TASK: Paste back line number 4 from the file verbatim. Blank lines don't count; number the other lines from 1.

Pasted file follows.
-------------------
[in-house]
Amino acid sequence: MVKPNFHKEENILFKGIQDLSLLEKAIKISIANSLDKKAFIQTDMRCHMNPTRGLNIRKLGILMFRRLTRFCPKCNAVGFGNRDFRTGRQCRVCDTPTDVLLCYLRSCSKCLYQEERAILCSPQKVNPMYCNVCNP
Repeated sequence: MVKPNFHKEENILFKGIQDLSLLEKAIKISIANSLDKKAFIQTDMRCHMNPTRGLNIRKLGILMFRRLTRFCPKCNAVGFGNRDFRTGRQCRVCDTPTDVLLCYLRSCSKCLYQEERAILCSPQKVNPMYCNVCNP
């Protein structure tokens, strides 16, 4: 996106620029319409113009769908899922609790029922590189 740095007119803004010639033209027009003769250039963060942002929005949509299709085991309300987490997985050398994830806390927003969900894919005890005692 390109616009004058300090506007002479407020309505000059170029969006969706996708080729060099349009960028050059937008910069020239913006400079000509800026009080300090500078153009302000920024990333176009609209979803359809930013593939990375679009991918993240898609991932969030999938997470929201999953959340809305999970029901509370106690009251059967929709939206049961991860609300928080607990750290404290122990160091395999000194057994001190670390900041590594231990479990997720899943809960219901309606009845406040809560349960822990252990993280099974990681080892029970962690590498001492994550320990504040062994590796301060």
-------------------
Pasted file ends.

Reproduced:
């Protein structure tokens, strides 16, 4: 996106620029319409113009769908899922609790029922590189 740095007119803004010639033209027009003769250039963060942002929005949509299709085991309300987490997985050398994830806390927003969900894919005890005692 390109616009004058300090506007002479407020309505000059170029969006969706996708080729060099349009960028050059937008910069020239913006400079000509800026009080300090500078153009302000920024990333176009609209979803359809930013593939990375679009991918993240898609991932969030999938997470929201999953959340809305999970029901509370106690009251059967929709939206049961991860609300928080607990750290404290122990160091395999000194057994001190670390900041590594231990479990997720899943809960219901309606009845406040809560349960822990252990993280099974990681080892029970962690590498001492994550320990504040062994590796301060």